Maritime security: Coast Guard Bill suffers delay at National Assembly

Three years after, plans by Nigeria to establish a coast guard is yet to be realised as the Nigerian Merchant Navy Coast Guard Security and Safety Corps Bill 2018 is gathering dusts at the National Assembly. The establishment of the agency is expected to play a complementary role to other agencies present at the nation’s coast lines for the protection of maritime domain, prevention of smuggling and other illegal activities on Nigerian waters and shores. The coast gaurd bill was sponsored by Hon. Daniel Reyenieju, but has been subjected to debates at the National Assembly since 2018 when the lawmaker explained that the sole objective of the bill was to secure the safety of Nigerian coastal and inland waterways.

Reyenieju had said that the bill, if passed into law, would go a long way in stemming the high tide of sea piracy on water ways and serve as a means of employment for thousands of unemployed Nigerian youths. He added that the establishment of coast guard would drastically reduce vandalism on Nigerian waterways and high sea. However, the Secretary General, Merchant Seafarers Association of Nigeria (MSAN), Capt Alfred Oniye, alleged foul play on the establishment of the agency in the country.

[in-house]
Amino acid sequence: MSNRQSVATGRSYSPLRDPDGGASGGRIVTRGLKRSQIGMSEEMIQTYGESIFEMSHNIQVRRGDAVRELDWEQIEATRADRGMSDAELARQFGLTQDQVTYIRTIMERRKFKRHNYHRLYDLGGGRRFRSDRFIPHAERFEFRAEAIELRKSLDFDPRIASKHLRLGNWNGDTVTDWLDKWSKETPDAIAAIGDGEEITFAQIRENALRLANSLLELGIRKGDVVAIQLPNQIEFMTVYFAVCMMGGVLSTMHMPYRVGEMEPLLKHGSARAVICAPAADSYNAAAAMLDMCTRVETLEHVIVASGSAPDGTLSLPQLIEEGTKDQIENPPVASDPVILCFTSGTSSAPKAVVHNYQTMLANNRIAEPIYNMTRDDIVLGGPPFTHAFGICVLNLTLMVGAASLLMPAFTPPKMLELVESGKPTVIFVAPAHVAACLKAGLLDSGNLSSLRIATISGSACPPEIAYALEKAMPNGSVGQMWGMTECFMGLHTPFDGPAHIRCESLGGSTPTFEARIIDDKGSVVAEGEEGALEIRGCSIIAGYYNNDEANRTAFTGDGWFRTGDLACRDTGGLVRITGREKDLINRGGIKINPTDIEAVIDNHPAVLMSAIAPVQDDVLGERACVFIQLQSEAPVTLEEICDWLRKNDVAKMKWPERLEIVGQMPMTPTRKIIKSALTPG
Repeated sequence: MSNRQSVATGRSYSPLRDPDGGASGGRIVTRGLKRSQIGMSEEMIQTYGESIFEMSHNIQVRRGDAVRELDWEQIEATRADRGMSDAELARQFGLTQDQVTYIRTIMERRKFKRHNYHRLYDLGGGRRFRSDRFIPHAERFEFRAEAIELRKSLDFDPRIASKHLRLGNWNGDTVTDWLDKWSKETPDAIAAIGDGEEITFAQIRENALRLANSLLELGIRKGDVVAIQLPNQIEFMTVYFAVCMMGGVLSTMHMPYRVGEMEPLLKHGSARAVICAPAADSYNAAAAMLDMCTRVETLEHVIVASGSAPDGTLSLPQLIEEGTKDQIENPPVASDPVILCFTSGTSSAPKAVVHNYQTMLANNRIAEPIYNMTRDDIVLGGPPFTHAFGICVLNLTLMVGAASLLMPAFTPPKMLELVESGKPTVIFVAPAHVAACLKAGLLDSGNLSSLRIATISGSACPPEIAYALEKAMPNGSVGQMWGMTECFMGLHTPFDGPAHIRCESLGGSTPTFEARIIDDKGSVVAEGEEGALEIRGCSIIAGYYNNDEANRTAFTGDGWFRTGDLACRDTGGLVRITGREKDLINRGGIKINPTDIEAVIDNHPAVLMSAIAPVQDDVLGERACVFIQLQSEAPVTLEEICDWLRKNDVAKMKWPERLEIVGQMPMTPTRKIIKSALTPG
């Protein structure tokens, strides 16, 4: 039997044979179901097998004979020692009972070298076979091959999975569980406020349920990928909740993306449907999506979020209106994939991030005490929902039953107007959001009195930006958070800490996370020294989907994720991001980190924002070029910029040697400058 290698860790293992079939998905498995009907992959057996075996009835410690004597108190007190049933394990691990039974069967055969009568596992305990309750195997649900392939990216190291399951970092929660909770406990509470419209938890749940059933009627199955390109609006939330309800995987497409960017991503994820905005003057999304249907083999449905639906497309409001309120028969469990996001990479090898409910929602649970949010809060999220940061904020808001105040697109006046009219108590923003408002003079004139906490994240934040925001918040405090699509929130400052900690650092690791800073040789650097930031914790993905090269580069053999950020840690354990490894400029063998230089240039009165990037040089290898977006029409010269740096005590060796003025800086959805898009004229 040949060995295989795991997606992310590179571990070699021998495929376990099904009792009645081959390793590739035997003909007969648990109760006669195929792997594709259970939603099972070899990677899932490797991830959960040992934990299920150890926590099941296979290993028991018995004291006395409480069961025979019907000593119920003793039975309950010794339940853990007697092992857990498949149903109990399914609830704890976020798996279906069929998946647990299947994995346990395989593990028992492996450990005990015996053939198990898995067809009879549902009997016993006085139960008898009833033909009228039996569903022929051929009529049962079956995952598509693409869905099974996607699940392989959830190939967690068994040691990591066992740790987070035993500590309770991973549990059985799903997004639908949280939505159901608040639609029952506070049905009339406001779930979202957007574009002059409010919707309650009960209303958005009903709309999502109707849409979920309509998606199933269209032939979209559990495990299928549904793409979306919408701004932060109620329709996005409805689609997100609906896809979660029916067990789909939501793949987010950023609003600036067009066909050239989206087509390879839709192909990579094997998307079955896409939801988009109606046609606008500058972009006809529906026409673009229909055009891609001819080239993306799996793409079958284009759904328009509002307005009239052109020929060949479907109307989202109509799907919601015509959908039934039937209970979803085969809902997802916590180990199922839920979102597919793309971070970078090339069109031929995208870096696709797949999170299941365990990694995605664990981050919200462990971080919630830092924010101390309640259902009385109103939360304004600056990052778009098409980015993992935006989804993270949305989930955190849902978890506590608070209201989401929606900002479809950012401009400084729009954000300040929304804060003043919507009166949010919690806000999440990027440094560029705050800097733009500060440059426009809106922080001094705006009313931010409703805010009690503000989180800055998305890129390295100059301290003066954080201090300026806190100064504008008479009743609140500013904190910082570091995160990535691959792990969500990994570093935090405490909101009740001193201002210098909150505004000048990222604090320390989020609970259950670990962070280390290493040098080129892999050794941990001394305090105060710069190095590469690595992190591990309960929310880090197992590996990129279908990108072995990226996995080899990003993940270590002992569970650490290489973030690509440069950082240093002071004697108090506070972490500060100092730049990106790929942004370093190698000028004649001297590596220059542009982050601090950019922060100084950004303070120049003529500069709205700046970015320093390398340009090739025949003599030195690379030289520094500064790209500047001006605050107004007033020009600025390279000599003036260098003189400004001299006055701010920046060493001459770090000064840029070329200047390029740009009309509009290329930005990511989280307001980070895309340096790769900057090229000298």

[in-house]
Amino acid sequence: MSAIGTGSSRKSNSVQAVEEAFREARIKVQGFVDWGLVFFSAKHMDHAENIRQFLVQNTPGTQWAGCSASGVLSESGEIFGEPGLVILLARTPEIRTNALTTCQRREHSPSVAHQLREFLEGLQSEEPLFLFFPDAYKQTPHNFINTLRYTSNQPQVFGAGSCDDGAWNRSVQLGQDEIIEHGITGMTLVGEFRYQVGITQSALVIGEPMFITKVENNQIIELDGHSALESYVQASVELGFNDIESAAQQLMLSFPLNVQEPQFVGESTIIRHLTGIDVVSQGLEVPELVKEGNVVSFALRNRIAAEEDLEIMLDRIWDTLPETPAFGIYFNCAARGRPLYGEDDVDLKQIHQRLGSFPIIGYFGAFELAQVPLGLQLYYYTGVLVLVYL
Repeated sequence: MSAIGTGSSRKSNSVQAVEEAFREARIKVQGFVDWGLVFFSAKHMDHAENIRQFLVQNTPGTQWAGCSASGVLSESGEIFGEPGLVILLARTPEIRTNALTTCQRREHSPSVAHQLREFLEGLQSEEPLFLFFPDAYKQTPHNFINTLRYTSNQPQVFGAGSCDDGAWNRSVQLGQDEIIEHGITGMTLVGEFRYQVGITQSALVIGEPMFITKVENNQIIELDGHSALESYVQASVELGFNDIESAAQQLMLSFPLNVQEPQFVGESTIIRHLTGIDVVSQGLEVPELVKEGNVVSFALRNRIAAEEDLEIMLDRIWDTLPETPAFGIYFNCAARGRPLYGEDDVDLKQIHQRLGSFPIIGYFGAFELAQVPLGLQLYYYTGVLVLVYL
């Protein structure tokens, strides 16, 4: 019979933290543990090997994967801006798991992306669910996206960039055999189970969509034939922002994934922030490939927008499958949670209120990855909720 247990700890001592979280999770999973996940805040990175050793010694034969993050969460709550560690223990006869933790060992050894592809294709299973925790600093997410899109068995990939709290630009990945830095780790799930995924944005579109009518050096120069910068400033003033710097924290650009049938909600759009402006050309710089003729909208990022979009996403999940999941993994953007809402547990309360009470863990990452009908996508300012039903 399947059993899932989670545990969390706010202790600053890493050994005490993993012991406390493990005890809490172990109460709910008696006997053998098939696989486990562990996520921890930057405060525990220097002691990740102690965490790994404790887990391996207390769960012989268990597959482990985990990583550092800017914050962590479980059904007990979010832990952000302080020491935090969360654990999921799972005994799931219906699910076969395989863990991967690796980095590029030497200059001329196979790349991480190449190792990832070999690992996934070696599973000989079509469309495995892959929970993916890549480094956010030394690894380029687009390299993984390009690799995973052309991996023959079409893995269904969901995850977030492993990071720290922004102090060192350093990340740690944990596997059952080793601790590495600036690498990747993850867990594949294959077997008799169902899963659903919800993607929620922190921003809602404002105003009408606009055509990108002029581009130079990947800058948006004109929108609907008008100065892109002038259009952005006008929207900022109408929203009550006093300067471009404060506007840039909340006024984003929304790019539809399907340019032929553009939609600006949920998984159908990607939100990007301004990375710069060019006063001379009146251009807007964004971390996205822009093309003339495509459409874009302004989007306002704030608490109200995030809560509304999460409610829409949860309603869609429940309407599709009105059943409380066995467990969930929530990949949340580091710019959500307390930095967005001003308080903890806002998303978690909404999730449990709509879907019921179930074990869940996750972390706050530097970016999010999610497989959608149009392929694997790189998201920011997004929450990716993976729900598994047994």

He noted that there were over 6,000 creeks in back waters, which require attention and policing, adding that the creation of the coast guard would create jobs for jobless seafarers, who are already exposed to the sea. Oniye said: “Anybody that is against the establishment of coast guard in this country is an enemy of this country.

Is Nigeria too small to have a Coast Guard? America, as big as it is, has US Coast Guard, US NavyseaL and even private maritime securities that carry arms. “Our territorial waters is so porous and the Nigerian Navy cannot be the security at the inland and at the back waters. “Why do you think we cannot have a passenger boat that will take you from Lagos to Lokoja because it only takes four hours to get to Lokoja? If you are to go through the sea, it takes only 45 minutes from Lagos to Ondo.” He said that coast guard would take care of insecurity on Nigerian waters, saying that the International Ship and Port Facility Security Code (ISPS Code) does not cover our back waters. Oniye explained that the establishment of the agency would reinforce security at the back waters to tackle piracy at the back waters.

He said: “We have over 6,000 creeks in Nigeria, from Ikorodu to Badagry and we have over 120 and these are not Nigerian Navy jurisdiction. The Nigerian Navy is just trying to cover those areas because we don’t have those who will cover those areas.”

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